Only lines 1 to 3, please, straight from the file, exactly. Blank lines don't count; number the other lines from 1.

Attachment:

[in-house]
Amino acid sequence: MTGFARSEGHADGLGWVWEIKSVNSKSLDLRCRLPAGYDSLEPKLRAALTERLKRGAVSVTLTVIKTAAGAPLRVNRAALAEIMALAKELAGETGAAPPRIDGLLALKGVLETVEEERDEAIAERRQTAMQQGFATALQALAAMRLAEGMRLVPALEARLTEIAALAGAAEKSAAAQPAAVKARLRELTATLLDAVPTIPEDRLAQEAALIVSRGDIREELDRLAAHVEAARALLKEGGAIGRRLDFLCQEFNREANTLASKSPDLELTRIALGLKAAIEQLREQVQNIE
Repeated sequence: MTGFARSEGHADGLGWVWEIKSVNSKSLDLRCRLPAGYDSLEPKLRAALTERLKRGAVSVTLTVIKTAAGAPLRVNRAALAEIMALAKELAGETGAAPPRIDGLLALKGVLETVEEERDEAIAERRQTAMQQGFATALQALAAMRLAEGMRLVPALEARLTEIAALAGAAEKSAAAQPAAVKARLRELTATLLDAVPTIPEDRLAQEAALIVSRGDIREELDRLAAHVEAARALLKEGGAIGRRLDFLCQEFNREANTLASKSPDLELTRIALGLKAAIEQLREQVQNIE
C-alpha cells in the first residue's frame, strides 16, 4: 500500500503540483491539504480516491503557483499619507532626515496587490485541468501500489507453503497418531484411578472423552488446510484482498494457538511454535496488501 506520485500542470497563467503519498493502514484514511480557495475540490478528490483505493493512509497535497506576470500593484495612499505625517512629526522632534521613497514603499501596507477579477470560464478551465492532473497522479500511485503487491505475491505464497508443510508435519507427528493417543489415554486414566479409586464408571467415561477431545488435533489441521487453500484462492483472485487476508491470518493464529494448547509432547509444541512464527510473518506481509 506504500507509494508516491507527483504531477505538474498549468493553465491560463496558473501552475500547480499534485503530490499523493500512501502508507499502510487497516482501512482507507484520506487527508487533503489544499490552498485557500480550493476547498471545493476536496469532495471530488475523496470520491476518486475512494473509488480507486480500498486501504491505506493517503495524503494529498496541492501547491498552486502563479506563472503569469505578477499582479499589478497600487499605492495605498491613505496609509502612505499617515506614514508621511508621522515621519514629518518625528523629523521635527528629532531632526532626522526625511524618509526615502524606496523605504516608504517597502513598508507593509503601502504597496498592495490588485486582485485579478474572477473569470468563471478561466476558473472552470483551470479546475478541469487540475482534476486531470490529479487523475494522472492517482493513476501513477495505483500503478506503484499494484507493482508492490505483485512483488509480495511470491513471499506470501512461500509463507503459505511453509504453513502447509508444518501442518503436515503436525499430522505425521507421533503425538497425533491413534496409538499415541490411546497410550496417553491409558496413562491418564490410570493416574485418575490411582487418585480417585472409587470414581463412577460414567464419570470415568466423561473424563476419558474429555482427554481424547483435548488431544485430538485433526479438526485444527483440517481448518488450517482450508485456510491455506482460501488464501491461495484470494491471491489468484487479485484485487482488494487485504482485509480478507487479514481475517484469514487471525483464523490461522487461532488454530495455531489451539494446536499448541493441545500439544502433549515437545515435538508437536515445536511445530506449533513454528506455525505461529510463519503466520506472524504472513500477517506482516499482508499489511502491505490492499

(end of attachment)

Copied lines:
[in-house]
Amino acid sequence: MTGFARSEGHADGLGWVWEIKSVNSKSLDLRCRLPAGYDSLEPKLRAALTERLKRGAVSVTLTVIKTAAGAPLRVNRAALAEIMALAKELAGETGAAPPRIDGLLALKGVLETVEEERDEAIAERRQTAMQQGFATALQALAAMRLAEGMRLVPALEARLTEIAALAGAAEKSAAAQPAAVKARLRELTATLLDAVPTIPEDRLAQEAALIVSRGDIREELDRLAAHVEAARALLKEGGAIGRRLDFLCQEFNREANTLASKSPDLELTRIALGLKAAIEQLREQVQNIE
Repeated sequence: MTGFARSEGHADGLGWVWEIKSVNSKSLDLRCRLPAGYDSLEPKLRAALTERLKRGAVSVTLTVIKTAAGAPLRVNRAALAEIMALAKELAGETGAAPPRIDGLLALKGVLETVEEERDEAIAERRQTAMQQGFATALQALAAMRLAEGMRLVPALEARLTEIAALAGAAEKSAAAQPAAVKARLRELTATLLDAVPTIPEDRLAQEAALIVSRGDIREELDRLAAHVEAARALLKEGGAIGRRLDFLCQEFNREANTLASKSPDLELTRIALGLKAAIEQLREQVQNIE